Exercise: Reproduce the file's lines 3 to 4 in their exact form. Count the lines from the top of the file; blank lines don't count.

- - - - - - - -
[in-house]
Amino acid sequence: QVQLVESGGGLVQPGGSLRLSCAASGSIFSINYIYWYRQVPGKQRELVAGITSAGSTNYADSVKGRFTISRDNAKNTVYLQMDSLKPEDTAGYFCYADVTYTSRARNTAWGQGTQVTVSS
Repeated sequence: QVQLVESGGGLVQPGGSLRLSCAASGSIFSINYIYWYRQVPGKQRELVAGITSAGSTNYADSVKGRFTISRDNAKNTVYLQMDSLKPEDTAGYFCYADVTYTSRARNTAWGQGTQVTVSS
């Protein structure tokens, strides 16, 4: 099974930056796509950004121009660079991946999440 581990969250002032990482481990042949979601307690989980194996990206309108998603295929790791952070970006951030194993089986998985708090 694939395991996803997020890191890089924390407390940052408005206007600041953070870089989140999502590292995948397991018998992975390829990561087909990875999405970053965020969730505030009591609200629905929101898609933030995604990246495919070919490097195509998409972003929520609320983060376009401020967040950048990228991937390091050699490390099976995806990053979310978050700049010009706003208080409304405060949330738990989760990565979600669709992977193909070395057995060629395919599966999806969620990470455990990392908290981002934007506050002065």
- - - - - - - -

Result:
Repeated sequence: QVQLVESGGGLVQPGGSLRLSCAASGSIFSINYIYWYRQVPGKQRELVAGITSAGSTNYADSVKGRFTISRDNAKNTVYLQMDSLKPEDTAGYFCYADVTYTSRARNTAWGQGTQVTVSS
């Protein structure tokens, strides 16, 4: 099974930056796509950004121009660079991946999440 581990969250002032990482481990042949979601307690989980194996990206309108998603295929790791952070970006951030194993089986998985708090 694939395991996803997020890191890089924390407390940052408005206007600041953070870089989140999502590292995948397991018998992975390829990561087909990875999405970053965020969730505030009591609200629905929101898609933030995604990246495919070919490097195509998409972003929520609320983060376009401020967040950048990228991937390091050699490390099976995806990053979310978050700049010009706003208080409304405060949330738990989760990565979600669709992977193909070395057995060629395919599966999806969620990470455990990392908290981002934007506050002065």